C-130 Hercules Aircraft

F-16 Fighting Falcon Aircraft

To further enhance supply chain resilience, AM fosters a delocalized approach to production. Contract manufacturers who are ITAR registered, like Endeavor 3D, aid in helping defense manufacturers respond swiftly to evolving demand. At Endeavor 3D, we specialize in providing end-to-end additive manufacturing solutions including part design, reverse engineering, polymer and metal production, post-processing, and quality assurance. Our scalable and flexible Multi Jet Fusion (MJF) and Metal Jet technology creates an on-demand  solution, ensuring operational continuity in the face of disruptions.

Topology Optimization of an Aerospace Part

Additive manufacturing technology has provided a fresh look at how aerospace engineers can manufacture complex parts. By leveraging 3D printing, topology optimization can be used to maximize the efficiency and structural integrity of critical components.

Topology optimization is a mathematical method used to optimize the material layout and geometric features of a part, ensuring the most efficient design and use of resources. To carry out this optimization, the user must specify a design space for the part, apply boundary conditions, and use numerical physics simulation software such as Finite Element Analysis (FEA) or Computational Fluid Dynamics (CFD) to calculate the effect of a representative combination of loads on the part. Once completed, the user will define an objective function that combines several key performance indicators, such as weight, fatigue, and stress, into a single parameter. The optimization algorithm then attempts to maximize this objective function by iteratively changing the part design, either generatively or by varying predefined parameters. During this process, engineers check the effect of its changes on the objective function. When executed correctly, the resulting part will meet its requirements with maximum efficiency and effectiveness.

A practical application for utilizing topology optimization in the aerospace industry is redesigning aircraft brackets. This is a critical component used to attach various systems and structures to the aircraft. For example, the European Aeronautic Defence and Space Company (EADS) Innovation Works optimized the Airbus A320 cabin hinge bracket using AM and topology optimization, resulting in a 60% weight reduction compared to the original structure design.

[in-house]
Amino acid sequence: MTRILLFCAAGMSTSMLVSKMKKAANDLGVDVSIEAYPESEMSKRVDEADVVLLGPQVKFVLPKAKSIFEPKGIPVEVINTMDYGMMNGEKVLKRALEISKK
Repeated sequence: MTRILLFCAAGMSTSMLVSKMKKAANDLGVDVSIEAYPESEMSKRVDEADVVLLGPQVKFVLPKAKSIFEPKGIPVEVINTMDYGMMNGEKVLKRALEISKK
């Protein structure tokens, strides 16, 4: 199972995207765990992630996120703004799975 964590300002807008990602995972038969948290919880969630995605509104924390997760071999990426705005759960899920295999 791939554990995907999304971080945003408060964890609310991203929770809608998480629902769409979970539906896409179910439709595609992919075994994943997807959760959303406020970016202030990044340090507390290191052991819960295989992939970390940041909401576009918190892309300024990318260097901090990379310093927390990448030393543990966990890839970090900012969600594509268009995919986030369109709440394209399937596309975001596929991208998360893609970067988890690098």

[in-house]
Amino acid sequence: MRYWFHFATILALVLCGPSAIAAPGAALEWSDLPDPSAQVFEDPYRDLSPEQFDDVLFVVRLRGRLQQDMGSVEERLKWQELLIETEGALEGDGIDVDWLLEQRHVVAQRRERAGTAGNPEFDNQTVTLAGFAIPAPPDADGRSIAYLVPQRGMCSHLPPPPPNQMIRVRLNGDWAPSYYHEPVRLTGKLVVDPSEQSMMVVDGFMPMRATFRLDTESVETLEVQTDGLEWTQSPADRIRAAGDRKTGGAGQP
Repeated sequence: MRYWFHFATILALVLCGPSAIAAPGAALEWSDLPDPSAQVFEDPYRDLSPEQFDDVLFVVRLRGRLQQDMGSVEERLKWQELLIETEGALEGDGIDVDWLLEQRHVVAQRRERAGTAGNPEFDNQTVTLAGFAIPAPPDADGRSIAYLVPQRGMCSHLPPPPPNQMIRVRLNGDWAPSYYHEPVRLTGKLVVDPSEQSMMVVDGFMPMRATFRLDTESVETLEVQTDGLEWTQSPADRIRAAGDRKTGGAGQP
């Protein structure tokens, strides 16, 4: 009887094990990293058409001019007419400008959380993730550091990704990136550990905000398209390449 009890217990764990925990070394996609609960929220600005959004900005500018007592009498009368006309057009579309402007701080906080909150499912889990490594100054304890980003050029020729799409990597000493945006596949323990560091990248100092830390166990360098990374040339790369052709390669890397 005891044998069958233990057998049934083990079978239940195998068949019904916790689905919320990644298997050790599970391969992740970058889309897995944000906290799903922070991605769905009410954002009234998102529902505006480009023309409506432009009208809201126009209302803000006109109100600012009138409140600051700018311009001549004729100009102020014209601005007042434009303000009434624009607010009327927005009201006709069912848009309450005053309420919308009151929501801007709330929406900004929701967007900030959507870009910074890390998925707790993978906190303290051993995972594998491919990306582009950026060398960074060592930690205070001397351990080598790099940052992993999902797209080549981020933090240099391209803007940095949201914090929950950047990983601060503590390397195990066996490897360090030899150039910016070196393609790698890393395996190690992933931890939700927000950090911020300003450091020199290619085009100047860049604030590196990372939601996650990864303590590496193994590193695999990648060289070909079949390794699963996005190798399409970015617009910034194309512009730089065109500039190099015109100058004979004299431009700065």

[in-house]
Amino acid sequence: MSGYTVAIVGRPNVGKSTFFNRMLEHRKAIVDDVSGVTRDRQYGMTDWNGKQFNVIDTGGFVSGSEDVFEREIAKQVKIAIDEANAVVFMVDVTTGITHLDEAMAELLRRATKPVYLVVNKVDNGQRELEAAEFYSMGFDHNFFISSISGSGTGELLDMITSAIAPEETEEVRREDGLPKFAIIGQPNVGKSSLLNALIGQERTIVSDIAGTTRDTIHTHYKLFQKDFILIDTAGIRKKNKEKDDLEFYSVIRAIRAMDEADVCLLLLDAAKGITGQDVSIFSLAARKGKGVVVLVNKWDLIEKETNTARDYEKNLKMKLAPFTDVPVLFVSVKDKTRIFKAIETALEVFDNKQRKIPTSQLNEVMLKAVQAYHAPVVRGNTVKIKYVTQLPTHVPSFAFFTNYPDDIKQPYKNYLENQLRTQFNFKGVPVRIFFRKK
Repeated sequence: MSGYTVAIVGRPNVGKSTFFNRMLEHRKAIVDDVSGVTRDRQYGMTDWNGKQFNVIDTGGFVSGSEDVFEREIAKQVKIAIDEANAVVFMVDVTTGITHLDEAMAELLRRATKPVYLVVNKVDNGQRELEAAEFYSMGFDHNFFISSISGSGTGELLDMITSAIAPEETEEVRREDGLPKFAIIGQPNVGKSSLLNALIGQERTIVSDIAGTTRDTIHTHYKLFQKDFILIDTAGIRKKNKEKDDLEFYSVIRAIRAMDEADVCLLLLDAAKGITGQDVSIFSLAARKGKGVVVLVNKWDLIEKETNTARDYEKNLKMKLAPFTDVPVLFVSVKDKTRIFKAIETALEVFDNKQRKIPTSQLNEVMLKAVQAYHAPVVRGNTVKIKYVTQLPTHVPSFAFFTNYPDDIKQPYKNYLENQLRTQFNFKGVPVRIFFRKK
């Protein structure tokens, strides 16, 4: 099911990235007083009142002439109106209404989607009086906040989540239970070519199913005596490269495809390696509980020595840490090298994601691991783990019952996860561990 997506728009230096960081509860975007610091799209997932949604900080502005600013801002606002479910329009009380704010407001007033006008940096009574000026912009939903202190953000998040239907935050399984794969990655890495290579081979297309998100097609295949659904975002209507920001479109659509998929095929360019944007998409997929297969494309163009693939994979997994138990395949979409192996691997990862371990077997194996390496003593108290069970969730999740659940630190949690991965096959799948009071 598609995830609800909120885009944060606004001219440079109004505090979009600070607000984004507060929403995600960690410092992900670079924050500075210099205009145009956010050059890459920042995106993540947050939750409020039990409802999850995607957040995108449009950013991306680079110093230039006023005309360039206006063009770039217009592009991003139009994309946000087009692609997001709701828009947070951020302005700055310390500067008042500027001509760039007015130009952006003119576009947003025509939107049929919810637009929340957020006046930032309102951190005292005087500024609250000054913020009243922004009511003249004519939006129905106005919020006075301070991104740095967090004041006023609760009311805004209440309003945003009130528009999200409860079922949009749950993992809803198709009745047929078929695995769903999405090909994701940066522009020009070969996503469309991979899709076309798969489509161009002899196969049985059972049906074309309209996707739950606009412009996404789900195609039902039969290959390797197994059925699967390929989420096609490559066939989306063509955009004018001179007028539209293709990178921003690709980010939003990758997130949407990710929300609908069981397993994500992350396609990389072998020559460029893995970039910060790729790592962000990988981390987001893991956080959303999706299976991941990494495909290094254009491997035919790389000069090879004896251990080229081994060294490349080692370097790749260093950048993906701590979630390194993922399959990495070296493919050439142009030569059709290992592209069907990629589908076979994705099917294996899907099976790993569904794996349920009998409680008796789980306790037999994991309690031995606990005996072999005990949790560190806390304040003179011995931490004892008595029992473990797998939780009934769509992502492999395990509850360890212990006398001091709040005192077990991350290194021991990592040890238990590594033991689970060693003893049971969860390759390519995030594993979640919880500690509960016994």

3D printed Airbus A320 cabin hinge bracket (Source: Gartner)

Furthermore, a study published in Applied Sciences highlights the successful application of topology optimization for an aircraft bracket, resulting in a weight reduction of up to 40% compared to the original design.

Topology optimized 3D printed aerospace bracket (Source: MDPI)

When properly executed, topology optimization can produce lightweight and structurally sound aerospace parts. Additive manufacturing presents a convenient way to manufacture the organic geometries common in topology-optimized parts. Due to the layer-by-layer nature of additive manufacturing, the complexity of a part is almost trivial in predicting its cost. Part geometries that require assembly during traditional manufacturing, such as parts with lattice structures or internal passageways, can be produced as a single component. This part consolidation can significantly reduce the bill of materials (BOM) for aerospace and defense components by minimizing the quantity of materials needed for assembly and optimizing material distribution. With recent advances in polymer and metal binder jet 3D printing, topology-optimized parts can be made more cost-effectively, particularly for bridge or low-volume, high-mix production runs.

Latest 3D Printed Innovations within Aerospace and Defense